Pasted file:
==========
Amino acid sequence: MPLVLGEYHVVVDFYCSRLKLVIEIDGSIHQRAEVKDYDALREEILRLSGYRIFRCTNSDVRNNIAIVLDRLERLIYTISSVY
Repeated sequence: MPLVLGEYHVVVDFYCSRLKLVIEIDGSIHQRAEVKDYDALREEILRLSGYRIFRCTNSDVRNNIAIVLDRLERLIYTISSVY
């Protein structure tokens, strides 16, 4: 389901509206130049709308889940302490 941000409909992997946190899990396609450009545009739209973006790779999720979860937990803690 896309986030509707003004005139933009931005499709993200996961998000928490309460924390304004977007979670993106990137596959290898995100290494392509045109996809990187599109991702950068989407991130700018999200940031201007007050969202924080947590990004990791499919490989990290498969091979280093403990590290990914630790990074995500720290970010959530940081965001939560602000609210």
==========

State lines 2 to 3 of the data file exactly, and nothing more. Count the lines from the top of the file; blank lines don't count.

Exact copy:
Repeated sequence: MPLVLGEYHVVVDFYCSRLKLVIEIDGSIHQRAEVKDYDALREEILRLSGYRIFRCTNSDVRNNIAIVLDRLERLIYTISSVY
């Protein structure tokens, strides 16, 4: 389901509206130049709308889940302490 941000409909992997946190899990396609450009545009739209973006790779999720979860937990803690 896309986030509707003004005139933009931005499709993200996961998000928490309460924390304004977007979670993106990137596959290898995100290494392509045109996809990187599109991702950068989407991130700018999200940031201007007050969202924080947590990004990791499919490989990290498969091979280093403990590290990914630790990074995500720290970010959530940081965001939560602000609210």